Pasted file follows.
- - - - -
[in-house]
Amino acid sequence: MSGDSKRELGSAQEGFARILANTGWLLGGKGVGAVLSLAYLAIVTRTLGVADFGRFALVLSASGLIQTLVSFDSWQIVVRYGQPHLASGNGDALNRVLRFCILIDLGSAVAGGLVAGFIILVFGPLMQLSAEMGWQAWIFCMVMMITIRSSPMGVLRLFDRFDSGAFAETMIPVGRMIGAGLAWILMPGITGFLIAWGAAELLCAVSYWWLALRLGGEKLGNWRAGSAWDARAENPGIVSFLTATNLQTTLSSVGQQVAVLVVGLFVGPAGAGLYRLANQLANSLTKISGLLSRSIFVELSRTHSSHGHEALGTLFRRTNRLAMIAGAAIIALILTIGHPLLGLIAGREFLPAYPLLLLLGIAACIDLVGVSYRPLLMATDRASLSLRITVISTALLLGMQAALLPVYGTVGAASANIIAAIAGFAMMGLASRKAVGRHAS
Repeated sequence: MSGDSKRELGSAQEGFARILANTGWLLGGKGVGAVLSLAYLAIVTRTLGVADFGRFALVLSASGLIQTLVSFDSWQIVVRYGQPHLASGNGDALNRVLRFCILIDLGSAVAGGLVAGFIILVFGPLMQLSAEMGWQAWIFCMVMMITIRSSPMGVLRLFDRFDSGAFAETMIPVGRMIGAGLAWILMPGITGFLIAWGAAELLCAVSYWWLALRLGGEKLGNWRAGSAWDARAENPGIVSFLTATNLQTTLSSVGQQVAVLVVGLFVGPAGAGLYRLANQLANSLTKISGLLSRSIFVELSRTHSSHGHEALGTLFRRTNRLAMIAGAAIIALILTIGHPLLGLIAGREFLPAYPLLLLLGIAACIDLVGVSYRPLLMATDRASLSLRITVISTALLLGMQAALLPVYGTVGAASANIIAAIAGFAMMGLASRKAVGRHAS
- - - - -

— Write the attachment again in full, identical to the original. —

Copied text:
[in-house]
Amino acid sequence: MSGDSKRELGSAQEGFARILANTGWLLGGKGVGAVLSLAYLAIVTRTLGVADFGRFALVLSASGLIQTLVSFDSWQIVVRYGQPHLASGNGDALNRVLRFCILIDLGSAVAGGLVAGFIILVFGPLMQLSAEMGWQAWIFCMVMMITIRSSPMGVLRLFDRFDSGAFAETMIPVGRMIGAGLAWILMPGITGFLIAWGAAELLCAVSYWWLALRLGGEKLGNWRAGSAWDARAENPGIVSFLTATNLQTTLSSVGQQVAVLVVGLFVGPAGAGLYRLANQLANSLTKISGLLSRSIFVELSRTHSSHGHEALGTLFRRTNRLAMIAGAAIIALILTIGHPLLGLIAGREFLPAYPLLLLLGIAACIDLVGVSYRPLLMATDRASLSLRITVISTALLLGMQAALLPVYGTVGAASANIIAAIAGFAMMGLASRKAVGRHAS
Repeated sequence: MSGDSKRELGSAQEGFARILANTGWLLGGKGVGAVLSLAYLAIVTRTLGVADFGRFALVLSASGLIQTLVSFDSWQIVVRYGQPHLASGNGDALNRVLRFCILIDLGSAVAGGLVAGFIILVFGPLMQLSAEMGWQAWIFCMVMMITIRSSPMGVLRLFDRFDSGAFAETMIPVGRMIGAGLAWILMPGITGFLIAWGAAELLCAVSYWWLALRLGGEKLGNWRAGSAWDARAENPGIVSFLTATNLQTTLSSVGQQVAVLVVGLFVGPAGAGLYRLANQLANSLTKISGLLSRSIFVELSRTHSSHGHEALGTLFRRTNRLAMIAGAAIIALILTIGHPLLGLIAGREFLPAYPLLLLLGIAACIDLVGVSYRPLLMATDRASLSLRITVISTALLLGMQAALLPVYGTVGAASANIIAAIAGFAMMGLASRKAVGRHAS